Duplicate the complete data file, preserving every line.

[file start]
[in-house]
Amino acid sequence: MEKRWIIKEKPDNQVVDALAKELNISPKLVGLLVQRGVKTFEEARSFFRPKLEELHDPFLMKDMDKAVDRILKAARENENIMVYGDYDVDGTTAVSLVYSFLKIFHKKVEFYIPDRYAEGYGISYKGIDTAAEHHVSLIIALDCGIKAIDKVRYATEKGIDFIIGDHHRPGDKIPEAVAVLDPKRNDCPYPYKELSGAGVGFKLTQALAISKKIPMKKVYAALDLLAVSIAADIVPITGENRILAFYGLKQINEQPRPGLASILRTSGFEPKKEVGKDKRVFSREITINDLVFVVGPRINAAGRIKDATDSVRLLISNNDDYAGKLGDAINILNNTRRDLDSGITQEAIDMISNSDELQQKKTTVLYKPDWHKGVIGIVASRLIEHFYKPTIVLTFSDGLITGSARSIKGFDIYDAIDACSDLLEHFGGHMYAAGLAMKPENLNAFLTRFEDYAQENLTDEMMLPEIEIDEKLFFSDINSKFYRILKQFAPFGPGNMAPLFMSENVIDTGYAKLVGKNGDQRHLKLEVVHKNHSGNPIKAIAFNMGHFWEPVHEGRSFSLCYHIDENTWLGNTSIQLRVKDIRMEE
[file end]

[in-house]
Amino acid sequence: MEKRWIIKEKPDNQVVDALAKELNISPKLVGLLVQRGVKTFEEARSFFRPKLEELHDPFLMKDMDKAVDRILKAARENENIMVYGDYDVDGTTAVSLVYSFLKIFHKKVEFYIPDRYAEGYGISYKGIDTAAEHHVSLIIALDCGIKAIDKVRYATEKGIDFIIGDHHRPGDKIPEAVAVLDPKRNDCPYPYKELSGAGVGFKLTQALAISKKIPMKKVYAALDLLAVSIAADIVPITGENRILAFYGLKQINEQPRPGLASILRTSGFEPKKEVGKDKRVFSREITINDLVFVVGPRINAAGRIKDATDSVRLLISNNDDYAGKLGDAINILNNTRRDLDSGITQEAIDMISNSDELQQKKTTVLYKPDWHKGVIGIVASRLIEHFYKPTIVLTFSDGLITGSARSIKGFDIYDAIDACSDLLEHFGGHMYAAGLAMKPENLNAFLTRFEDYAQENLTDEMMLPEIEIDEKLFFSDINSKFYRILKQFAPFGPGNMAPLFMSENVIDTGYAKLVGKNGDQRHLKLEVVHKNHSGNPIKAIAFNMGHFWEPVHEGRSFSLCYHIDENTWLGNTSIQLRVKDIRMEE